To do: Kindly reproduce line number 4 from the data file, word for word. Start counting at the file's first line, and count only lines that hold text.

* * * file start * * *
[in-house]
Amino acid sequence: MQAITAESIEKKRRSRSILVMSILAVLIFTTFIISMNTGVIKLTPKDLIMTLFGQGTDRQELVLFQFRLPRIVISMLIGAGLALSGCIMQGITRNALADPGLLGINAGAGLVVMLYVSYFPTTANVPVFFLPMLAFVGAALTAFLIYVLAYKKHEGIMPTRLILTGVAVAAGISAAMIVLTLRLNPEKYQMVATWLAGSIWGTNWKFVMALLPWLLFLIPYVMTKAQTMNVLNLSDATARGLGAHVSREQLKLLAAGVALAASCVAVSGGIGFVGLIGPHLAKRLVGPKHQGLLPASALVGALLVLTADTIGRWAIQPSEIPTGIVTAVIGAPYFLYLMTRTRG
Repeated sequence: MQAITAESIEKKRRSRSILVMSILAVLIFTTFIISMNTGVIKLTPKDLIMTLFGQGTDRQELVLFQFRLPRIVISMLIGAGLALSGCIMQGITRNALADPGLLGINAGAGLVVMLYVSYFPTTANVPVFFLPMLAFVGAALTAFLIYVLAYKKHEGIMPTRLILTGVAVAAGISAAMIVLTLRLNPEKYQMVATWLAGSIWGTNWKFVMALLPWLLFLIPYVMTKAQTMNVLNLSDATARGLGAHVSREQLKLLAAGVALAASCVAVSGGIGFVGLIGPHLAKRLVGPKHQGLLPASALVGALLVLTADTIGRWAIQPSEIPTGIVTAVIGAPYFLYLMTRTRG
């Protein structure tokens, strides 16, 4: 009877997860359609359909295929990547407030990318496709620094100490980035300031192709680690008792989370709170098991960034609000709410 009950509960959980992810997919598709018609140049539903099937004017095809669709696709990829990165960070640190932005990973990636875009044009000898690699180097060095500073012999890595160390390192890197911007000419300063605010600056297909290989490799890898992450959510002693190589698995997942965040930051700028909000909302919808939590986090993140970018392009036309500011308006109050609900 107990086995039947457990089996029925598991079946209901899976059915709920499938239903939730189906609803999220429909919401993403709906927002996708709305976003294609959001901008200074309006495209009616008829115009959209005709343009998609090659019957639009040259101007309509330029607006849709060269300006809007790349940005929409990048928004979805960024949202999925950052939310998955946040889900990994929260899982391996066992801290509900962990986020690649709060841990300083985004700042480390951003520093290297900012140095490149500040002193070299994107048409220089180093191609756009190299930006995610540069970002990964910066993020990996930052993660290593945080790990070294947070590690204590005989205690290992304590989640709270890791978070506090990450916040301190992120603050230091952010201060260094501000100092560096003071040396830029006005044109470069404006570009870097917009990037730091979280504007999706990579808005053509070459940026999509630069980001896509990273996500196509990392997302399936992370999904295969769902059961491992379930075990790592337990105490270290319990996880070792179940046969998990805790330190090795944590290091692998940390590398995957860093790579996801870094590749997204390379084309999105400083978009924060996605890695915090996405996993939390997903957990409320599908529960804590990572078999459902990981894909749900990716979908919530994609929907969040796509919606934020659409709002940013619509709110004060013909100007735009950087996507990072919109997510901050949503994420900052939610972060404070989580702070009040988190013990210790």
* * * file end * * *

């Protein structure tokens, strides 16, 4: 009877997860359609359909295929990547407030990318496709620094100490980035300031192709680690008792989370709170098991960034609000709410 009950509960959980992810997919598709018609140049539903099937004017095809669709696709990829990165960070640190932005990973990636875009044009000898690699180097060095500073012999890595160390390192890197911007000419300063605010600056297909290989490799890898992450959510002693190589698995997942965040930051700028909000909302919808939590986090993140970018392009036309500011308006109050609900 107990086995039947457990089996029925598991079946209901899976059915709920499938239903939730189906609803999220429909919401993403709906927002996708709305976003294609959001901008200074309006495209009616008829115009959209005709343009998609090659019957639009040259101007309509330029607006849709060269300006809007790349940005929409990048928004979805960024949202999925950052939310998955946040889900990994929260899982391996066992801290509900962990986020690649709060841990300083985004700042480390951003520093290297900012140095490149500040002193070299994107048409220089180093191609756009190299930006995610540069970002990964910066993020990996930052993660290593945080790990070294947070590690204590005989205690290992304590989640709270890791978070506090990450916040301190992120603050230091952010201060260094501000100092560096003071040396830029006005044109470069404006570009870097917009990037730091979280504007999706990579808005053509070459940026999509630069980001896509990273996500196509990392997302399936992370999904295969769902059961491992379930075990790592337990105490270290319990996880070792179940046969998990805790330190090795944590290091692998940390590398995957860093790579996801870094590749997204390379084309999105400083978009924060996605890695915090996405996993939390997903957990409320599908529960804590990572078999459902990981894909749900990716979908919530994609929907969040796509919606934020659409709002940013619509709110004060013909100007735009950087996507990072919109997510901050949503994420900052939610972060404070989580702070009040988190013990210790």